House Majority Leader Cantor’s loss has produced a national “availability cascade.” Photographer: Alex Wong/Getty Images
House Majority Leader Cantor’s loss has produced a national “availability cascade.” Photographer: Alex Wong/Getty Images

House Majority Leader Eric Cantor’s loss to David Brat in the Virginia Republican primary has produced a national “availability cascade.” This is a process of belief formation through which a single event becomes widely known, is taken to reveal some broader pattern or truth, and produces a large-scale change in people’s judgments about probability. Like many availability cascades, this one may well lead to big mistakes.

For mainstream politicians in the Republican Party, the post-Cantor cascade is likely to produce far more fear of the Tea Party than reality warrants -- with unjustified effects on American politics and voting patterns in Congress.

To see the point, we need to step back a bit. How do people form beliefs about probability? In the early 1970s, psychologists Daniel Kahneman and Amos Tversky argued that people use heuristics, or mental shortcuts. One of their principal examples was the “availability heuristic”: People’s estimates of probability reflect “the ease with which instances or associations could be brought to mind.”

Consider, for example, the following question: In the English language, is the letter “n” more often the first letter of a word, or the third letter? People tend to think it's more often the first letter. But that’s wrong. People make the mistake because it’s easy to think of a lot of words that start with “n,” but it takes some work to think of those with “n” in the third position. That is, words that begin with “n” are more available to the mind.

The availability heuristic much affects our judgments about risks. Murders are highly publicized, so people tend to believe that more people die from homicide than from suicide -- when in fact the opposite is true. People also underestimate the number of deaths from quiet killers such as strokes and diabetes. In the electoral context, Kahneman and Tversky specifically noted that “one may evaluate the probability that a politician will lose an election by considering various ways in which he may lose support.”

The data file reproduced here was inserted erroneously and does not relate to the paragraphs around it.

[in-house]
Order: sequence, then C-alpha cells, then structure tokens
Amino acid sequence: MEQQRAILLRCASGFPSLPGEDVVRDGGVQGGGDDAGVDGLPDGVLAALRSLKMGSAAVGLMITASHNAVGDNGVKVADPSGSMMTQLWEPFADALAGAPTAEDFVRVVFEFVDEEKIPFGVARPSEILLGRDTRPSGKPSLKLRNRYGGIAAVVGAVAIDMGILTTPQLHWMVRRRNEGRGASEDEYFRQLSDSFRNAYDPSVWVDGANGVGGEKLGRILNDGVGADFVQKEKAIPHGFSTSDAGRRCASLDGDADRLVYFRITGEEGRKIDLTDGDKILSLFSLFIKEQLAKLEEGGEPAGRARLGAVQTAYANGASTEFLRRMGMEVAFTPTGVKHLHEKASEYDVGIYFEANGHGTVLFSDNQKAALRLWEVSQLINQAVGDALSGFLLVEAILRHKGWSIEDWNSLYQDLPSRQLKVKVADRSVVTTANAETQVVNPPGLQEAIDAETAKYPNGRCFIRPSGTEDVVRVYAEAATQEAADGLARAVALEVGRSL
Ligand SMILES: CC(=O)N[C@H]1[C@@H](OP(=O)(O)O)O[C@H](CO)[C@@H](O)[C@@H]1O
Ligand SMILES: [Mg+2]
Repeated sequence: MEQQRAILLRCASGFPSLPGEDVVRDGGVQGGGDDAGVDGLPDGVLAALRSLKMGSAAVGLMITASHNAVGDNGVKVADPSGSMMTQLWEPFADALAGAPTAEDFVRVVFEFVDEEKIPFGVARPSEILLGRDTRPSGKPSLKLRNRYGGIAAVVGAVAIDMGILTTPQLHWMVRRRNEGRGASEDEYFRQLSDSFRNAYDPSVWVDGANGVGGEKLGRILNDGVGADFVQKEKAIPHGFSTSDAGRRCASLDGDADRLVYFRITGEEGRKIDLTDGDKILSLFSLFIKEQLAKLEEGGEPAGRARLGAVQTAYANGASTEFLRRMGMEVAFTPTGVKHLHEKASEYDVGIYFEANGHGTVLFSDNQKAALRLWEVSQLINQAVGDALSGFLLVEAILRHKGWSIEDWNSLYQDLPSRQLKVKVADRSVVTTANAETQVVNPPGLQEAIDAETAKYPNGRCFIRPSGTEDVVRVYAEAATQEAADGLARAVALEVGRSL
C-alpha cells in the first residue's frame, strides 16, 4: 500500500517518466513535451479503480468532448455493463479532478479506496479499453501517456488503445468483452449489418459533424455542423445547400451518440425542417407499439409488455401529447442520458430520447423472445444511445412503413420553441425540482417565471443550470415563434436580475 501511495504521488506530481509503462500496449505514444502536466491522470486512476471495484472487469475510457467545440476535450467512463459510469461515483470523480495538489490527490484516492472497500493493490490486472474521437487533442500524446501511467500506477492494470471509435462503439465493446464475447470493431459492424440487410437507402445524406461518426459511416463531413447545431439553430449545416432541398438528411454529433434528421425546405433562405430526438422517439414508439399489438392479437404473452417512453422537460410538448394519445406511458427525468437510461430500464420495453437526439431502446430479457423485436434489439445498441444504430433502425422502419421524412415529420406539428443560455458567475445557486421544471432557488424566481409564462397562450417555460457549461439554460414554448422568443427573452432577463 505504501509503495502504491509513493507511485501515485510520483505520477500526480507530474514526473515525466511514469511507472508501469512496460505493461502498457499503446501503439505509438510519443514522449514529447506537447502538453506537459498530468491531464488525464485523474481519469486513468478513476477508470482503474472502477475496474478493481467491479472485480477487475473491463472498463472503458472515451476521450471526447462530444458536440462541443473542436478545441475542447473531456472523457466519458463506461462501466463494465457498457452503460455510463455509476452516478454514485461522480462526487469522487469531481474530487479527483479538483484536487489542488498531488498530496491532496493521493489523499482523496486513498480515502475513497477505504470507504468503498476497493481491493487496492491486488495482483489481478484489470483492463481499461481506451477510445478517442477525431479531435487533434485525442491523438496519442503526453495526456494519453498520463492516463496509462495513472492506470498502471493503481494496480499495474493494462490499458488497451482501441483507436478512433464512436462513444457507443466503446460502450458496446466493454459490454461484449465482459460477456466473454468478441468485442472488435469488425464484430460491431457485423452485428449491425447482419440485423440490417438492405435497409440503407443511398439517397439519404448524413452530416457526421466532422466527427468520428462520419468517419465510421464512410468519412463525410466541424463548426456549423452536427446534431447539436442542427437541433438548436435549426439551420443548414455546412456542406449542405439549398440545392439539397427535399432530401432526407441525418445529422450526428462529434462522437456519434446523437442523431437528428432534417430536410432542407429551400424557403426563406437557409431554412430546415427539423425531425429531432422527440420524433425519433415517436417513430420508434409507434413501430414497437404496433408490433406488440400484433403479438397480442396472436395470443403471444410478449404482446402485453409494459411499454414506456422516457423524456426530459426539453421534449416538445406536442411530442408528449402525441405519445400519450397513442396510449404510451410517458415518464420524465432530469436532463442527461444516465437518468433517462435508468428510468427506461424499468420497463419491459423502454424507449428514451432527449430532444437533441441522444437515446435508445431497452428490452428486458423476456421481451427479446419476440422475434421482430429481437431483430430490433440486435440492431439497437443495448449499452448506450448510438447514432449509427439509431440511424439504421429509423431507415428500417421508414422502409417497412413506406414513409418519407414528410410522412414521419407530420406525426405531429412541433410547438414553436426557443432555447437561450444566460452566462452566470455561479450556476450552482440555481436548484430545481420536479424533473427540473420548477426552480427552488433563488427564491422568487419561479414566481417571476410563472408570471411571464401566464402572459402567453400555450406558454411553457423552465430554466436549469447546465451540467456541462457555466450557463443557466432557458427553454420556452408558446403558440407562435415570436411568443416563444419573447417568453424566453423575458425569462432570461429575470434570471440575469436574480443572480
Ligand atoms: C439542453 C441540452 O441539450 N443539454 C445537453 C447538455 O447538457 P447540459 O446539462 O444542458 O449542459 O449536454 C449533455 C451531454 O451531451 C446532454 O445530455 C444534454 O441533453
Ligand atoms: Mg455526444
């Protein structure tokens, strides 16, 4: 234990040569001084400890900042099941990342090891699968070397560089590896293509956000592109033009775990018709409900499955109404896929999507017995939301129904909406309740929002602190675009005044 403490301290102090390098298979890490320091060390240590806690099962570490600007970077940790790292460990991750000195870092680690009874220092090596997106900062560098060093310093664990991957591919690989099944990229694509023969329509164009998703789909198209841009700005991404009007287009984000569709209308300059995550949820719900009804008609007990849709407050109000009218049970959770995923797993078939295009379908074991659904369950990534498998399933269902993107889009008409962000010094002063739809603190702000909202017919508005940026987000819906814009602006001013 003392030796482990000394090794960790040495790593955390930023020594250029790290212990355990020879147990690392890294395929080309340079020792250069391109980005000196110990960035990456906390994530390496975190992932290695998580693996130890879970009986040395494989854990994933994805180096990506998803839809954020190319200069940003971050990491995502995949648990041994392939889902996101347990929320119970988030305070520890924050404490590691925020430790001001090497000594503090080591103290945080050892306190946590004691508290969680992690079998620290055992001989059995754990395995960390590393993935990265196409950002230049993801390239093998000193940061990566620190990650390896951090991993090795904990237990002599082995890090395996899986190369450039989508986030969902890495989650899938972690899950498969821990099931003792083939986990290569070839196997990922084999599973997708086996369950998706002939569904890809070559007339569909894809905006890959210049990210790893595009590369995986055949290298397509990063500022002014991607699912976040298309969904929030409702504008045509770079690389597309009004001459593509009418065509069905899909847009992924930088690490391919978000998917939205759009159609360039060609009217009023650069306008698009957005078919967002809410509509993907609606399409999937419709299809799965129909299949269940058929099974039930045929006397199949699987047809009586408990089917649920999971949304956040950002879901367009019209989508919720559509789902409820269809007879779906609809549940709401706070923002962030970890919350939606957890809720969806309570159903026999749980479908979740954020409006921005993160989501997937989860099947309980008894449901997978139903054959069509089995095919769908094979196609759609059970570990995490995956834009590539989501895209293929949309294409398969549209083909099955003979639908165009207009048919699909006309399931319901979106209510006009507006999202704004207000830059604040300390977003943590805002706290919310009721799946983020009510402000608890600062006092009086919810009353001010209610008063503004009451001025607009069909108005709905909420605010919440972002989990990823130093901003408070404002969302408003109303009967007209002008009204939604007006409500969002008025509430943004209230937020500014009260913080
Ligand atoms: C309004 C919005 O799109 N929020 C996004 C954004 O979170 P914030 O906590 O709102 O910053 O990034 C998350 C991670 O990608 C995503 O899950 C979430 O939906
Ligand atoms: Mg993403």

The availability heuristic influences not merely our beliefs, but our behavior, too. If floods have not occurred in the recent past, people who live on flood plains are far less likely to buy insurance. In the immediate aftermath of an earthquake, there is an increase in the percentage of people who buy insurance against earthquakes -- but the percentage steadily falls from that point, as vivid memories recede.

Which ideas are available to the mind depends, of course, on what people are discussing. If it is headline news, a single violent crime, for example, can make a community a lot more fearful than reality warrants. If it goes viral on social media, a harmful release of toxic waste can make people overestimate the risks associated with toxic wastes. A well-publicized train crash can give people the false impression that it's unsafe to travel by train. Terrorists hope to create availability cascades, giving people the impression that they “cannot be safe anywhere.” The more people who join an availability cascade, the more its force is amplified.

Turn to Cantor’s defeat. Notwithstanding that outcome, recent months have gone poorly for the Tea Party, with significant victories by establishment incumbents Senators Lindsey Graham in South Carolina and Mitch McConnell in Kentucky, and prominent Tea Party losses in Pennsylvania, Georgia, Oregon and Idaho. But Cantor’s defeat is far more available than any of those outcomes. Now Republican politicians don’t want to be “another Eric Cantor,” and many of them will campaign, and vote, accordingly.

Kahneman and Tversky emphasized that while the availability heuristic generally works pretty well, it can lead to severe and systematic errors. They were particularly concerned with biased judgments, produced by “the retrievability of instances.” Of course it is true that other incumbent Republicans may be vulnerable to Tea Party candidates; Mississippi Senator Thad Cochran, for example, is facing a serious challenge from Chris McDaniel. But for the most part, mainstream Republicans would probably be wise to see Cantor’s loss as a product of highly unusual circumstances in a single district, not as significant evidence of the Tea Party's general appeal.

But many will not. An availability cascade makes people overreact, especially when their political futures are on the line.

To contact the writer of this article: Cass R. Sunstein at csunstei@law.harvard.edu.

To contact the editor responsible for this article: Mary Duenwald at mduenwald@bloomberg.net.